The author of 2018’s most memorable Toronto Blue Jays moment never played a regular-season game for the Toronto Blue Jays.
Barring some unforeseen circumstance, he won’t crack the 2019 Opening Day roster either.
Still, the orbit of Canada’s lone baseball team revolves around Montreal-born Vladimir Guerrero Jr.
And all eyes in baseball are facing North, eagerly anticipating the debut of Major League Baseball’s top prospect.
WATCH | Vlad Jr. electrifies Montreal with walk-off homer in 2018 Spring Training finale
The son of the first-ballot Hall of Famer, who turns 20 by Opening Day, will begin to etch his own name into MLB record books this season, though his campaign will be delayed a few weeks due to Toronto’s service-time manipulation.
Under the MLB’s collective bargaining agreement, players require six full seasons of MLB service to reach free agency. A full season is considered 172 days, though any season can last between 182-186 days.
That means, to be safe, the Blue Jays need to hold Guerrero Jr. in triple-A for 15 days in order to prevent his free agency until after 2026. The debut could occur April 12 at home against the Tampa Bay Rays.
Of course, Guerrero Jr. is, by all accounts, ready to join the Blue Jays right now. Really, he was probably ready last year. But the Blue Jays’ cited a few reasons — defence and leadership — for having prevented it thus far.
You can bet those issues will be fixed by April 12.
So, once all the contract manoeuvring is through, what can Blue Jays fans expect on the field?
We can start with what the projection systems say. Fangraphs’ Steamer projection has the Jays phenom ranked as the 14th-most valuable hitter in baseball next season, despite pegging him at just 124 games. His projected 4.7 wins above replacement (WAR) slots right in between four-time all-star Nolan Arenado and 2017 AL MVP Jose Altuve.
At .306, Guerrero Jr.’s batting average is estimated to be the second-highest in baseball. Fangraphs isn’t worried about Guerrero Jr.’s defence like the Blue Jays front office is either, and the site referred to his bat as “messianic.”
The Jays’ third baseman of the future is also projected to hit 25 homers and drive in 78 runs.
Meanwhile, PECOTA, Baseball Prospectus’ projection system, is even higher on Guerrero Jr., slating him to hit .311 with a .372 on-base percentage. He’s also forecasted at 21 dingers and 66 RBI, with a more modest 3.2 WAR.
Of course, these analyses are not flawless, though it’s worth pointing out that last season’s top prospect, Atlanta’s Ronald Acuna Jr., posted very similar numbers to Guerrero Jr.’s projections.
What’s too bad is that his efforts will likely be wasted.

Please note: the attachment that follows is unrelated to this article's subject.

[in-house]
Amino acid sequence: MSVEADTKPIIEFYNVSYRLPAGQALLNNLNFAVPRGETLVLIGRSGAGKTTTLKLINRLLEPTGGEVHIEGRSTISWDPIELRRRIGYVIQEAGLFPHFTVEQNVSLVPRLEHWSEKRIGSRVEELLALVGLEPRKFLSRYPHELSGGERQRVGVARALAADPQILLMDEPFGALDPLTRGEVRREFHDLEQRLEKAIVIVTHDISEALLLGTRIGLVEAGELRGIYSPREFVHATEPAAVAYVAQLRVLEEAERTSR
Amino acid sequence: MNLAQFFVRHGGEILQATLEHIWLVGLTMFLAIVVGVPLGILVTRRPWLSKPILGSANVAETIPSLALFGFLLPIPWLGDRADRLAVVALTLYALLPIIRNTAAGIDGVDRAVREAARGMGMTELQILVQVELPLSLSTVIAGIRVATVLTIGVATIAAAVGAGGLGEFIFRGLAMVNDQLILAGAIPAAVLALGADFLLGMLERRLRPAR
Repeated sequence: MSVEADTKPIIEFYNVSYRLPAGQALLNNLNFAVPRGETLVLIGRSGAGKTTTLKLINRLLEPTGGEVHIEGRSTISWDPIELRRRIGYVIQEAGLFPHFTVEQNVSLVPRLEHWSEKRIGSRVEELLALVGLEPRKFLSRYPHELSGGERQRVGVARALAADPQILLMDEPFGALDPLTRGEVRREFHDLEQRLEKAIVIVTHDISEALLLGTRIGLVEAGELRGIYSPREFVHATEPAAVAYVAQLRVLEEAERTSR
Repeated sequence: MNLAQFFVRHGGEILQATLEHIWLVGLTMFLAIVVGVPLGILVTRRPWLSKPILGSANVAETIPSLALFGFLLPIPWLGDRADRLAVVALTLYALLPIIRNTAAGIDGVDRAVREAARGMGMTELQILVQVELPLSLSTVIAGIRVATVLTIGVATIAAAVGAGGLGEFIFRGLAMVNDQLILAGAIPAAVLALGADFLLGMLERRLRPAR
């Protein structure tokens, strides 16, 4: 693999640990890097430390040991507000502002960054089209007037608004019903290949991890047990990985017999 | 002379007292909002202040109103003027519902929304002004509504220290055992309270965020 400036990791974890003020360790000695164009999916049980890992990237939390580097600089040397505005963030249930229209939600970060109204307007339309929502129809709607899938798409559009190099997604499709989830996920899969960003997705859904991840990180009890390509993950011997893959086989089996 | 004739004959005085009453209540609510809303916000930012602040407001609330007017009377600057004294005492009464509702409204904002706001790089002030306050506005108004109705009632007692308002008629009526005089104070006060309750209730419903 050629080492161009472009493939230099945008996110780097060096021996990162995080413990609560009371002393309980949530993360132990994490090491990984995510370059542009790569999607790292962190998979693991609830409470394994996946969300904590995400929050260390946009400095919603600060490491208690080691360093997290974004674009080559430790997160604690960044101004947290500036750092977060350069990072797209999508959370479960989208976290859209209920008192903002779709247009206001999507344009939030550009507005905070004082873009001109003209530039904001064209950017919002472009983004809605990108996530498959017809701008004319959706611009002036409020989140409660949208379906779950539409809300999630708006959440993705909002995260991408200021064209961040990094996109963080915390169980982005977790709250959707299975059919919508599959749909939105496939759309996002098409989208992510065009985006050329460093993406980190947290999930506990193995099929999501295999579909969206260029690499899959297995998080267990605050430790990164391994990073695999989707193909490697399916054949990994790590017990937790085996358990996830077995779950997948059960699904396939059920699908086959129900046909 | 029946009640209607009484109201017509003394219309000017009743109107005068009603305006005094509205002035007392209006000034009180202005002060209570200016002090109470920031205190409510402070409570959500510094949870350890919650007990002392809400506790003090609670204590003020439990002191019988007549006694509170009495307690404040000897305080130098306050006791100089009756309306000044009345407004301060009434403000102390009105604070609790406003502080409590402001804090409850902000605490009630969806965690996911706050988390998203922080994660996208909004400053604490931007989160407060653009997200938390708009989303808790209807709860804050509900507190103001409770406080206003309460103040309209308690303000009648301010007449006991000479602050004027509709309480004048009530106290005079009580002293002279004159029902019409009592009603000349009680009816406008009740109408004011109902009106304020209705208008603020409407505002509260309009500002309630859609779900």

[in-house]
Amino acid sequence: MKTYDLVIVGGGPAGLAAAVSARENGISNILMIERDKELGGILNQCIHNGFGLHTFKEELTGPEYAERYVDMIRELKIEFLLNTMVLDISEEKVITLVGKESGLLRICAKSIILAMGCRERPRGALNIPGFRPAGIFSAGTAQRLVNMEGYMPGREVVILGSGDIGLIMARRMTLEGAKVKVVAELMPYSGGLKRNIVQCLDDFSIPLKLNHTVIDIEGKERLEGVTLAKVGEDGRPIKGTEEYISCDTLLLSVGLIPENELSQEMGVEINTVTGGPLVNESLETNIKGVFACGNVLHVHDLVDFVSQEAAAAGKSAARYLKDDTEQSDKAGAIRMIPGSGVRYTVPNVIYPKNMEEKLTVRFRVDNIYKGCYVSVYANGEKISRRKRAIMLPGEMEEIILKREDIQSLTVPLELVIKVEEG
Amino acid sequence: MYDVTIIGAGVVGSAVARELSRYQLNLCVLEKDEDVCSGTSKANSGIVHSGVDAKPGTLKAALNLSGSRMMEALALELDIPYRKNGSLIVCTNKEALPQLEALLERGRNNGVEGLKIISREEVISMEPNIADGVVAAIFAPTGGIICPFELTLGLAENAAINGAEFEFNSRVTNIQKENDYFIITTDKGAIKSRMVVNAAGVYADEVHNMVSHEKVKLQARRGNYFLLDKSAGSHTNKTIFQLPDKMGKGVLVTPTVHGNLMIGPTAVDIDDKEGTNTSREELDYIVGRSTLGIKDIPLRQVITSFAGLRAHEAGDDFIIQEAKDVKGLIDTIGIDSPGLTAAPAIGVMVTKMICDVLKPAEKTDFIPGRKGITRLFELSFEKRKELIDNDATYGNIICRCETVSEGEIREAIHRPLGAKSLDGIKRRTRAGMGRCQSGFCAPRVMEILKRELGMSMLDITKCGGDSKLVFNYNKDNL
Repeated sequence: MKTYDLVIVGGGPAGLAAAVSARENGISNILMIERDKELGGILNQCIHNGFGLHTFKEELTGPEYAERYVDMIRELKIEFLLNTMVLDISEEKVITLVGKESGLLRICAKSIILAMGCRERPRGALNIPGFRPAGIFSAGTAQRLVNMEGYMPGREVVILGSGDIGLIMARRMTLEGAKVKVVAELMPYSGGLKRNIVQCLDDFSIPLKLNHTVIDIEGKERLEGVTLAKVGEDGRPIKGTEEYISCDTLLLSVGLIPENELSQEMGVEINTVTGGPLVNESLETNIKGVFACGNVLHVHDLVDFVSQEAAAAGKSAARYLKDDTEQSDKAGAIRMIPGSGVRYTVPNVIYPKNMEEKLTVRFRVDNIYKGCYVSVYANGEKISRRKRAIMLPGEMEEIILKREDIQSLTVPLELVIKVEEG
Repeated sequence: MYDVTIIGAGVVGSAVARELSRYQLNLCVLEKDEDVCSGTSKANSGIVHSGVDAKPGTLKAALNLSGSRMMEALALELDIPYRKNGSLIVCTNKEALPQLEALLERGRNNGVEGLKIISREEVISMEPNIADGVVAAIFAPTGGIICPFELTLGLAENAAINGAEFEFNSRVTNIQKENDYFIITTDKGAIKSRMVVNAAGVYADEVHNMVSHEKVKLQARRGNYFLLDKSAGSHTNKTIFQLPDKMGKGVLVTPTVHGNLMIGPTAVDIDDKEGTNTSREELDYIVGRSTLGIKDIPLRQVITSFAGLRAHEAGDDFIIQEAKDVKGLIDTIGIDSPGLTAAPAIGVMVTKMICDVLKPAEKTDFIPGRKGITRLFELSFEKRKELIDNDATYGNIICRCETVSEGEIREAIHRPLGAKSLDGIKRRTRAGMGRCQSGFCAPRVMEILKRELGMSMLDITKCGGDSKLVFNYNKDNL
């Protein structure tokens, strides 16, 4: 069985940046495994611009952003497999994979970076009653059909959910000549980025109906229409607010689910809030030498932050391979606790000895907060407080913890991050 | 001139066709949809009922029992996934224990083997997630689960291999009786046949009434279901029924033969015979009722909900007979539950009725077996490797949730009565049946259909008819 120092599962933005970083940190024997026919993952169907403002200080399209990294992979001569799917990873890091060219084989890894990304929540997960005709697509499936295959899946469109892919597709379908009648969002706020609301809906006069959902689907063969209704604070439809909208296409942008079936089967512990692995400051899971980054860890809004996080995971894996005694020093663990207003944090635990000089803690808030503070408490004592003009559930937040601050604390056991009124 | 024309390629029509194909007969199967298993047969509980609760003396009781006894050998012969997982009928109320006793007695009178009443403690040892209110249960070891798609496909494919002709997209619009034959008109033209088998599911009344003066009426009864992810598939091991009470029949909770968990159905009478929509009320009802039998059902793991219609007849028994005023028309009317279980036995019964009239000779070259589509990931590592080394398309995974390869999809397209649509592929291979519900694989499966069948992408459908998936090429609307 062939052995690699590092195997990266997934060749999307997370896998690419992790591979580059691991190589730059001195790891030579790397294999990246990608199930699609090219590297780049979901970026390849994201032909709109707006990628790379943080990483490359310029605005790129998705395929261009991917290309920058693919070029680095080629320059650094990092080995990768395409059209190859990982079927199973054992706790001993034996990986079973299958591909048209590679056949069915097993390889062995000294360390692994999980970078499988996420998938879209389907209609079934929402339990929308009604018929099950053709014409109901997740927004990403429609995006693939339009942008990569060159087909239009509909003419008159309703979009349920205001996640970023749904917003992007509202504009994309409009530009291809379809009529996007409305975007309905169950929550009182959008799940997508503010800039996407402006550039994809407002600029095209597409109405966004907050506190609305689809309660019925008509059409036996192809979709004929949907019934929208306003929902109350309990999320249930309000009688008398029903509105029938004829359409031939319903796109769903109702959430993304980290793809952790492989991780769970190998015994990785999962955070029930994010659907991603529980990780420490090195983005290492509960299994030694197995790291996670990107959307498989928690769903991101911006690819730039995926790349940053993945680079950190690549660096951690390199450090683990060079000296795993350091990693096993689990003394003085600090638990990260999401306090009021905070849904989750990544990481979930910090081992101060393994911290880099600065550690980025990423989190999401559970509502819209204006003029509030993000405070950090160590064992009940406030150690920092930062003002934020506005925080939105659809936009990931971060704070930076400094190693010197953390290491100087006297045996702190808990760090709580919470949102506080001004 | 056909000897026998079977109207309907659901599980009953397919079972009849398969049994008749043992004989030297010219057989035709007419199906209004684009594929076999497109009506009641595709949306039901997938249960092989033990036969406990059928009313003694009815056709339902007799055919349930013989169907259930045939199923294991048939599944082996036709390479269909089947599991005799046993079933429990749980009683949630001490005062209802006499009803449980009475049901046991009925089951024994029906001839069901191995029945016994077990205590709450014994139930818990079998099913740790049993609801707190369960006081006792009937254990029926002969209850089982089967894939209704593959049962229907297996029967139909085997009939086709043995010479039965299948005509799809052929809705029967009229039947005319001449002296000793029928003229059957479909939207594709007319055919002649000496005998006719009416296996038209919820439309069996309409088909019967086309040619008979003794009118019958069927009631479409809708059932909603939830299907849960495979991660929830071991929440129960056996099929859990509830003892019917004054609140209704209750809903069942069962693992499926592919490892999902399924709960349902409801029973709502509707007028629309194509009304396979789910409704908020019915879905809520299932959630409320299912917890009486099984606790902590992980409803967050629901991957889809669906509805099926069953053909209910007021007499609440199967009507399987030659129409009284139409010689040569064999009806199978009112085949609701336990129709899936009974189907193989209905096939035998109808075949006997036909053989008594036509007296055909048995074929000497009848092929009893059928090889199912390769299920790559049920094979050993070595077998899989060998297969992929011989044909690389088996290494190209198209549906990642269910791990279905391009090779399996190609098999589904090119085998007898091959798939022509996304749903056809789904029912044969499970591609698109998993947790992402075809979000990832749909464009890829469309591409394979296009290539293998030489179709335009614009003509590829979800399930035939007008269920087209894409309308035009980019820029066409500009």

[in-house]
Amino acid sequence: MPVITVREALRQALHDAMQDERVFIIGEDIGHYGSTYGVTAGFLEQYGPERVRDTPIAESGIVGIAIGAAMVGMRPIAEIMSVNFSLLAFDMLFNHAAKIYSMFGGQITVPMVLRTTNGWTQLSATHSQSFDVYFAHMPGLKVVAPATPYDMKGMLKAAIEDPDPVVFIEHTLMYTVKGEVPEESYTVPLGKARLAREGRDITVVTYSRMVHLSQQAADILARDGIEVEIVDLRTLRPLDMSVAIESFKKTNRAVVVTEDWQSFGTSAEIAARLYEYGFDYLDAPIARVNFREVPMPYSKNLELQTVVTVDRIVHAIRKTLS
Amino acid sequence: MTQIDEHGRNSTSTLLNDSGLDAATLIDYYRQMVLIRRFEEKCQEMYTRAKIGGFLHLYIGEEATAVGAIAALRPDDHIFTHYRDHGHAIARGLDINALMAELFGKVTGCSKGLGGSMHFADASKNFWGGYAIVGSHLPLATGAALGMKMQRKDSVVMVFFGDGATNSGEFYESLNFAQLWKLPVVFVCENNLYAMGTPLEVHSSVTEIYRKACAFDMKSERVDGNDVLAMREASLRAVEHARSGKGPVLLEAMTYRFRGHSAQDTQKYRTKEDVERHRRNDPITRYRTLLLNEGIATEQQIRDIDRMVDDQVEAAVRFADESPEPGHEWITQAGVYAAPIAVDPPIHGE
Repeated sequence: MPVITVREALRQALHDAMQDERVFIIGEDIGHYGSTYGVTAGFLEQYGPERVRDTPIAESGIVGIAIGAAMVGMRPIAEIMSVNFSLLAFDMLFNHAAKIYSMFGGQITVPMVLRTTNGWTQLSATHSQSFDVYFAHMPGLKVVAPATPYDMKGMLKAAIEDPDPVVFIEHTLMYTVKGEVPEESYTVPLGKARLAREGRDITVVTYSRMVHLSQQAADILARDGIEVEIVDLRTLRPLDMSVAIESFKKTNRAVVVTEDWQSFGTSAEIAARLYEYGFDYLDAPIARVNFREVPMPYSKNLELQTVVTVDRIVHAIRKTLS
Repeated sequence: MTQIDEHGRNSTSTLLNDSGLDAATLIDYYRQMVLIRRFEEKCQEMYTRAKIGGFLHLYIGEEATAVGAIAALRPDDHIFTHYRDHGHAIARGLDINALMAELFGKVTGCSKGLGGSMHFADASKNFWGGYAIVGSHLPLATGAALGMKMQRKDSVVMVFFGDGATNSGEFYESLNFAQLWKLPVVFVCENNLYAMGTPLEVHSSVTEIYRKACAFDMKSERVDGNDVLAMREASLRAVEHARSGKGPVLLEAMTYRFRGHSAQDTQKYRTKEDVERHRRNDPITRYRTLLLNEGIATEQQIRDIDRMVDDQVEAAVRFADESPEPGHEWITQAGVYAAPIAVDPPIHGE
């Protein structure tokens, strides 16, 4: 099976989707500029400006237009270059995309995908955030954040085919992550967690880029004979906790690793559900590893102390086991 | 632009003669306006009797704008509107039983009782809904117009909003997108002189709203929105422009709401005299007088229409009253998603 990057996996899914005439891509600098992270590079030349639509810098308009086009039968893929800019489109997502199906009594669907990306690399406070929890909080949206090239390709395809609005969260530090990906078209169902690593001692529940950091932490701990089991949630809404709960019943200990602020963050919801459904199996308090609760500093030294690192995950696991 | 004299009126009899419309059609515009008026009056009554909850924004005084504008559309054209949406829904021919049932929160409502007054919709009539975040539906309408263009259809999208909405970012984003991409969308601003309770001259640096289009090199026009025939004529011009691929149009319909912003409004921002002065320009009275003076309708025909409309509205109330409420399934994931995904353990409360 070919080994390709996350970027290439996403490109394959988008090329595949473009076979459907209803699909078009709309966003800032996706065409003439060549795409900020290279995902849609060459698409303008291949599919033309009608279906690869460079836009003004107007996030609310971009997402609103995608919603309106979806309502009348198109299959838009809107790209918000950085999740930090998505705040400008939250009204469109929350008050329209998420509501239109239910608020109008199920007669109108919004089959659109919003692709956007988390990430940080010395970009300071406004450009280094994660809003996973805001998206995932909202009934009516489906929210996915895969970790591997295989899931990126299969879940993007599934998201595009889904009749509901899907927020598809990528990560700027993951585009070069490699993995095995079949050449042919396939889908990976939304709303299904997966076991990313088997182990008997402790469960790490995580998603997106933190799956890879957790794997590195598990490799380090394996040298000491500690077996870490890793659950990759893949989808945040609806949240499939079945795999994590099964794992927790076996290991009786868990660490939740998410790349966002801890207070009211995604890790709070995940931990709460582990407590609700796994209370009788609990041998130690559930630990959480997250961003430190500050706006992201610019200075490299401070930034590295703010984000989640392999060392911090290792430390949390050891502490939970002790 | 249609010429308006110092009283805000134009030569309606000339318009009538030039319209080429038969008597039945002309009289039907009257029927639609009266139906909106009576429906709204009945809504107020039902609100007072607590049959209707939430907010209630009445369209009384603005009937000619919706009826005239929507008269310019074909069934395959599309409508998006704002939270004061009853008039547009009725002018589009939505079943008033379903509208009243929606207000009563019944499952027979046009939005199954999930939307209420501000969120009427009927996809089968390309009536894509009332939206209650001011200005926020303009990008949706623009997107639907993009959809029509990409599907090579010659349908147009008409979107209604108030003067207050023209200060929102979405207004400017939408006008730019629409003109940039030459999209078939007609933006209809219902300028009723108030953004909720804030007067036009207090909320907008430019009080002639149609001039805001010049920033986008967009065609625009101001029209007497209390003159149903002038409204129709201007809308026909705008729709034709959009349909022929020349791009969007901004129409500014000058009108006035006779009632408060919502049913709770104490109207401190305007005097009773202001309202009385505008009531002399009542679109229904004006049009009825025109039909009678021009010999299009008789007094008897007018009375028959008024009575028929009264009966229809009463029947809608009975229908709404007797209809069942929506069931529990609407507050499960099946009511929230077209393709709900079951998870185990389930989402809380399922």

Canadian national team manager Ernie Whitt serves as a roving instructor for the Philadelphia Phillies’ minor-league system. That means he’s seen Guerrero Jr. in person more than most.
“He’s quite impressive,” said the former Blue Jay. “[Early impressions] are positive. I mean, if there’s anyone that has a can’t-miss sign on him, he does.”
Whitt says he purposely plans his schedule around seeing the Blue Jays’ impressive crop of prospects that include fellow sons of former major-leaguers Bo Bichette, found in the top-10 of many prospect rankings, and Cavan Biggio.
Of course, that’s where the excitement lies in the Blue Jays organization, since the team — along with too many others — is essentially punting on 2019 in an effort to contend by 2021.
After leading the league in attendance for two years in response to their playoff runs, Toronto fell back to the middle of the pack last season.
“I think a winning team will bring [interest] back. It’s always been if you win, the fans will come and it’s always nice to have a couple of young studs, the stars that bring in the younger fans, the younger crowds,” said Whitt.
“There’s no question if Vladdy Jr. comes up and Biggio and Bichette, they come up, that they’re gonna bring a lot of excitement because it’s fun watching them in the minor leagues.”
A new hope
On Valentine’s Day, the Blue Jays begin Spring Training as pitchers and catchers report to Dunedin, Fla. For fans, this may once again bring the most excitement of the season as one of few chances to view the Blue Jays future and buy into the front office’s message of hope and patience.
Because in the regular season — especially for the first two or three weeks — there won’t be much to love.
Yes, there will be Marcus Stroman’s entertainment on the mound and a new manager, Charlie Montoyo, ready to experiment and move players around the field more than John Gibbons ever could.
But until Guerrero Jr. finally emerges from the minor league shadows, the season will sit in stasis.
His debut will be met with many eyes, and it will mark the beginning of a new era.
April 12, 2019: Call it Vladentine’s Day.